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Tying handkerchief (Mandillu da gruppu)


Traditional handkerchief used to carry and wrap objects, Liguria, date unknown

In Genoavese dialect a mandillu da gruppu means a “handkerchief you tie up”, and it’s the name of a big cotton handkerchief (31 ½ in by 31 ½ in) that was used by farmers in the countryside.
In the past the handkerchief was used to carry groceries, harvest fruit, pick mushrooms, and as a wrap for freshly-baked bread.
Women would knot it tightly and carry it in their arms or on their heads, while men would tie it to a stick and haul it on their backs.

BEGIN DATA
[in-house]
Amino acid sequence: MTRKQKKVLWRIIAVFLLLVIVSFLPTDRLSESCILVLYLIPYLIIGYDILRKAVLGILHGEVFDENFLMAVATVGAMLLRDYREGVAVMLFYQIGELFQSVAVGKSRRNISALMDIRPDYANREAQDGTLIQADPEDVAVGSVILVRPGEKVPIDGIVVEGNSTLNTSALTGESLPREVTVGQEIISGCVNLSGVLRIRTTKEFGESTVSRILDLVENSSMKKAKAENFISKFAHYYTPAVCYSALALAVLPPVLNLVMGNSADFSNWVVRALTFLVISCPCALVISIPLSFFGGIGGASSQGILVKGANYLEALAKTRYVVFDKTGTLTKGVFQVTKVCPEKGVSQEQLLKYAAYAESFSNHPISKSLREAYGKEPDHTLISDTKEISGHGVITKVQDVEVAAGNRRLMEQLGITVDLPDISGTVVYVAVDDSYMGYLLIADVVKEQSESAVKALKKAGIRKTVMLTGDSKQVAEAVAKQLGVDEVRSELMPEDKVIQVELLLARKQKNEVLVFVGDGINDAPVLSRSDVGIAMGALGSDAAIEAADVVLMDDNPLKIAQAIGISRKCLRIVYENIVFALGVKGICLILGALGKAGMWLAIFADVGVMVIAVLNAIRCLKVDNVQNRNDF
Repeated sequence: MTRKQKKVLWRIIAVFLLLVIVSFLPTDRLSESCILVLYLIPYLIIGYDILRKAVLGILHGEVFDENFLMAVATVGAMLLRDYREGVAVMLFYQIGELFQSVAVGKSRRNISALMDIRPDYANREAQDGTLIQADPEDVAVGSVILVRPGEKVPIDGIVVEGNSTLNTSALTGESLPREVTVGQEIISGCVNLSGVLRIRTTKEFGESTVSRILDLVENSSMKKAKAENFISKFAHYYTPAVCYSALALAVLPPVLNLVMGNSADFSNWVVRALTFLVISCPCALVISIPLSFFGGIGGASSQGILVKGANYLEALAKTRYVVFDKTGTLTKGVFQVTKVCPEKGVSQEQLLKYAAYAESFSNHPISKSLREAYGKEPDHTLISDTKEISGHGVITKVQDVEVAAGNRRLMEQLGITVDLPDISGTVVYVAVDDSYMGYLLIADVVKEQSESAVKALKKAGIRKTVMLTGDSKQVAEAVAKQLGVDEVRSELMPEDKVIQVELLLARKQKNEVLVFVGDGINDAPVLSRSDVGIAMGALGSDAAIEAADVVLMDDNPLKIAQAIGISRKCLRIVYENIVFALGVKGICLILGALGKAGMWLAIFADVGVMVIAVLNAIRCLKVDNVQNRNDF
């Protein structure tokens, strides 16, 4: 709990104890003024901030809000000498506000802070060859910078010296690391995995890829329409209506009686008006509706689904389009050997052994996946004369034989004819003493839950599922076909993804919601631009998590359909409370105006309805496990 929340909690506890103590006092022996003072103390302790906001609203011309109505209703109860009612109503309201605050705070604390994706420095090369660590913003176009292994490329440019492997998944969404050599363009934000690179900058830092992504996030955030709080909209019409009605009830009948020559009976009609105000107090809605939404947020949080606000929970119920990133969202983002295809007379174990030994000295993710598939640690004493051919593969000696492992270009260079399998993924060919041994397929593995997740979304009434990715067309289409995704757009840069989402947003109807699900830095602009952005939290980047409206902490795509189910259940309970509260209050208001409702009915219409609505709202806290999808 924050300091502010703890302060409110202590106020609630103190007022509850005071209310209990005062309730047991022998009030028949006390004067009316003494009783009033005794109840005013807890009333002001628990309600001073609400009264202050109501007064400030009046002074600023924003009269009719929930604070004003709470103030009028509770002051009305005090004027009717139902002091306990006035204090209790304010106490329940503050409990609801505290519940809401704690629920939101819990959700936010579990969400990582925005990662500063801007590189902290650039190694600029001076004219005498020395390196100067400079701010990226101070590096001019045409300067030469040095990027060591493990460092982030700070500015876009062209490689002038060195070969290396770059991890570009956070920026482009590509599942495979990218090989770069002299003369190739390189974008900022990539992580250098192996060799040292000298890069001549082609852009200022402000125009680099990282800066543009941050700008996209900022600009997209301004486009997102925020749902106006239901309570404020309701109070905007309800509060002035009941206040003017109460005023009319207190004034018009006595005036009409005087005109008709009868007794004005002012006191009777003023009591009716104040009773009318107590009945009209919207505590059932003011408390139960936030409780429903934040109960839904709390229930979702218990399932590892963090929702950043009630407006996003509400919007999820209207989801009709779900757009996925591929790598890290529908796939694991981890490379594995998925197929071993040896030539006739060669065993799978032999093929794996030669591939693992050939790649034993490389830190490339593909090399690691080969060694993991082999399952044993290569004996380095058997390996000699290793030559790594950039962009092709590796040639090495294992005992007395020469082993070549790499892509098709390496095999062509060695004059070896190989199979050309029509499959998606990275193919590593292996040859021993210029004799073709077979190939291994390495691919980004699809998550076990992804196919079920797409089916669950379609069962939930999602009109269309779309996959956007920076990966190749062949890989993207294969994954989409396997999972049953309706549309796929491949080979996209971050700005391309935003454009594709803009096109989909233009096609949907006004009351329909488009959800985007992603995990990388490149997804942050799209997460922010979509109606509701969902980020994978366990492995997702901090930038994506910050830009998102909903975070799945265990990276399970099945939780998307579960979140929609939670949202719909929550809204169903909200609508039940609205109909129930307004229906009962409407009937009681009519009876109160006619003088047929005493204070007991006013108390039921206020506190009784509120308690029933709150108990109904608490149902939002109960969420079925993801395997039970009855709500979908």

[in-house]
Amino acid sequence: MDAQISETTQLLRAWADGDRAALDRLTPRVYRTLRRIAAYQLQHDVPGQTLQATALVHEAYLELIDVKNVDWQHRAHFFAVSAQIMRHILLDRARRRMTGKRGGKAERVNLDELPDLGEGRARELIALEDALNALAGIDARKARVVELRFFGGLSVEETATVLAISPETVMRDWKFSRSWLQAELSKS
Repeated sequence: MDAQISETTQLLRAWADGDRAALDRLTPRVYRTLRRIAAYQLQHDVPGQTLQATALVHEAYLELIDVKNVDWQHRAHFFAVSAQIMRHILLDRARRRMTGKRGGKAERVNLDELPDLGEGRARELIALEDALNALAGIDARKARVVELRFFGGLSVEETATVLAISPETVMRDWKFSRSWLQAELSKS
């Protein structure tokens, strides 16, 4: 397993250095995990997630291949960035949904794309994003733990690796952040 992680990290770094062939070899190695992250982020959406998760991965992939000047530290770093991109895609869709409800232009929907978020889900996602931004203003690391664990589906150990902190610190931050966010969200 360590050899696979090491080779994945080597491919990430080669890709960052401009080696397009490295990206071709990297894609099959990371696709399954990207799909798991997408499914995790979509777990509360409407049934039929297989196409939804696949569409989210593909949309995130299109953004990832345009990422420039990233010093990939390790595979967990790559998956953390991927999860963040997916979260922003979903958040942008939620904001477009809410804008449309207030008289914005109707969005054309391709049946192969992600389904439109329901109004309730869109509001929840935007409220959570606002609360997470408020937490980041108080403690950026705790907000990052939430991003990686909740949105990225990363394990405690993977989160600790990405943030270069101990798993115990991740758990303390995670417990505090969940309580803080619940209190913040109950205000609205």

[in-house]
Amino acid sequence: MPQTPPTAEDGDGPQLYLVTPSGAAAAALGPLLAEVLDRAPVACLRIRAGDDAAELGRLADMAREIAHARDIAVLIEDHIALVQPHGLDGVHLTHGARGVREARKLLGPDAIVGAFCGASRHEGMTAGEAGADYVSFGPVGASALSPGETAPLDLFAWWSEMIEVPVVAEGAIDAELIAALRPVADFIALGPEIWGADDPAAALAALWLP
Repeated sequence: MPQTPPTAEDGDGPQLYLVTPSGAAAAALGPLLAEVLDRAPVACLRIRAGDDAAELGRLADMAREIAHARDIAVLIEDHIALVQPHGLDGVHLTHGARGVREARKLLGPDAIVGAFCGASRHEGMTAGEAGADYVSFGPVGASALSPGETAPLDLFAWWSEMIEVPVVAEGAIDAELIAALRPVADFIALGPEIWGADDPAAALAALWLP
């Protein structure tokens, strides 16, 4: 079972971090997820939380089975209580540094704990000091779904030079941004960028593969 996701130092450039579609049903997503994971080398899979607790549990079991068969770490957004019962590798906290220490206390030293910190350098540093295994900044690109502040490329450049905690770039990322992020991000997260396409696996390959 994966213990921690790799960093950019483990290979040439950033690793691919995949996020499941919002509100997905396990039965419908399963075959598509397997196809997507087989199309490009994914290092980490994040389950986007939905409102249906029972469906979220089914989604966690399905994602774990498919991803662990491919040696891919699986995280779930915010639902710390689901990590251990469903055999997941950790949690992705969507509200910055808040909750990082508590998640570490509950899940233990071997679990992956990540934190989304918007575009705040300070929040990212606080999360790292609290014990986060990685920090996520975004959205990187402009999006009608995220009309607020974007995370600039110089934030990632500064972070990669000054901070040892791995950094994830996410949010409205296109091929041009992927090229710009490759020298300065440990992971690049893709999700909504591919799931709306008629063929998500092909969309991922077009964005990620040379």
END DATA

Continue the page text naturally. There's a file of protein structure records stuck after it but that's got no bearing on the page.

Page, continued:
Today it’s mostly used as a centerpiece or as a picnic dining mat, since the food inside will keep warm and pleasant and ready to serve once it’s unwrapped on the grass.
Its broad range of uses makes it akin to the Japanese furoshiki, the traditional fabric used to carry objects or wrap gifts.
Textile companies still produce it in the typical white and blue squares pattern with a red trim.
Production is limited to Liguria only.

Suggested reading:
A guide to using a furoshiki by the Japanese Ministry of the Environment